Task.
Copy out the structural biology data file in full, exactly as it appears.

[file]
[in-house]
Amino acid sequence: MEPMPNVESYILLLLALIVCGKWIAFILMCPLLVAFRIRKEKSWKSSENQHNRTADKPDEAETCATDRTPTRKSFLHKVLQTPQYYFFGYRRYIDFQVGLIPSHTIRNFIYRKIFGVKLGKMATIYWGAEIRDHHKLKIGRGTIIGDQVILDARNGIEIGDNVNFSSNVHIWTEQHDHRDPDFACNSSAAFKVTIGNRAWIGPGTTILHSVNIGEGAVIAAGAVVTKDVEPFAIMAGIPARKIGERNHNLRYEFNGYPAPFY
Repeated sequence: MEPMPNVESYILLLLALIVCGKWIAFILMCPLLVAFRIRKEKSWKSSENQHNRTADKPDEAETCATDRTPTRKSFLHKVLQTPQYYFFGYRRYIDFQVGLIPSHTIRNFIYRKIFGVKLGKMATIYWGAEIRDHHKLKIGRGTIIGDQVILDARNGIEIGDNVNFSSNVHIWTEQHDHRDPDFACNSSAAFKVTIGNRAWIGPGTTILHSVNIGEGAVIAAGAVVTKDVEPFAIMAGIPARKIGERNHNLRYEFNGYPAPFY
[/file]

[in-house]
Amino acid sequence: MEPMPNVESYILLLLALIVCGKWIAFILMCPLLVAFRIRKEKSWKSSENQHNRTADKPDEAETCATDRTPTRKSFLHKVLQTPQYYFFGYRRYIDFQVGLIPSHTIRNFIYRKIFGVKLGKMATIYWGAEIRDHHKLKIGRGTIIGDQVILDARNGIEIGDNVNFSSNVHIWTEQHDHRDPDFACNSSAAFKVTIGNRAWIGPGTTILHSVNIGEGAVIAAGAVVTKDVEPFAIMAGIPARKIGERNHNLRYEFNGYPAPFY
Repeated sequence: MEPMPNVESYILLLLALIVCGKWIAFILMCPLLVAFRIRKEKSWKSSENQHNRTADKPDEAETCATDRTPTRKSFLHKVLQTPQYYFFGYRRYIDFQVGLIPSHTIRNFIYRKIFGVKLGKMATIYWGAEIRDHHKLKIGRGTIIGDQVILDARNGIEIGDNVNFSSNVHIWTEQHDHRDPDFACNSSAAFKVTIGNRAWIGPGTTILHSVNIGEGAVIAAGAVVTKDVEPFAIMAGIPARKIGERNHNLRYEFNGYPAPFY